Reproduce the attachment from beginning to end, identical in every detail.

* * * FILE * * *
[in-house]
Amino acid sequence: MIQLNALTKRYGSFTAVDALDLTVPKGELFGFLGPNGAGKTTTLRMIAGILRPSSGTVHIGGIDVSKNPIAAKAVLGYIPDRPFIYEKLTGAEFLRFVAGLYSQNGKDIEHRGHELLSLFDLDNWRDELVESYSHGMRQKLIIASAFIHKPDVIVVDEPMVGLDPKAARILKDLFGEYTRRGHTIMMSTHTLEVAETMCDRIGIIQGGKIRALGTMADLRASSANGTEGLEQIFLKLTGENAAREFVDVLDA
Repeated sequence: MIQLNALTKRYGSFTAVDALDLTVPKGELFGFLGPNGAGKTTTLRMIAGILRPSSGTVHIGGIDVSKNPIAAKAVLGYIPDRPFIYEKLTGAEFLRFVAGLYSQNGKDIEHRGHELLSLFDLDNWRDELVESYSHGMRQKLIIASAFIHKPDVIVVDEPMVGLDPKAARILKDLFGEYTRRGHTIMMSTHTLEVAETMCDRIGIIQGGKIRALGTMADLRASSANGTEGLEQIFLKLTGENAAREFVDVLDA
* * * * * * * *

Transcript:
[in-house]
Amino acid sequence: MIQLNALTKRYGSFTAVDALDLTVPKGELFGFLGPNGAGKTTTLRMIAGILRPSSGTVHIGGIDVSKNPIAAKAVLGYIPDRPFIYEKLTGAEFLRFVAGLYSQNGKDIEHRGHELLSLFDLDNWRDELVESYSHGMRQKLIIASAFIHKPDVIVVDEPMVGLDPKAARILKDLFGEYTRRGHTIMMSTHTLEVAETMCDRIGIIQGGKIRALGTMADLRASSANGTEGLEQIFLKLTGENAAREFVDVLDA
Repeated sequence: MIQLNALTKRYGSFTAVDALDLTVPKGELFGFLGPNGAGKTTTLRMIAGILRPSSGTVHIGGIDVSKNPIAAKAVLGYIPDRPFIYEKLTGAEFLRFVAGLYSQNGKDIEHRGHELLSLFDLDNWRDELVESYSHGMRQKLIIASAFIHKPDVIVVDEPMVGLDPKAARILKDLFGEYTRRGHTIMMSTHTLEVAETMCDRIGIIQGGKIRALGTMADLRASSANGTEGLEQIFLKLTGENAAREFVDVLDA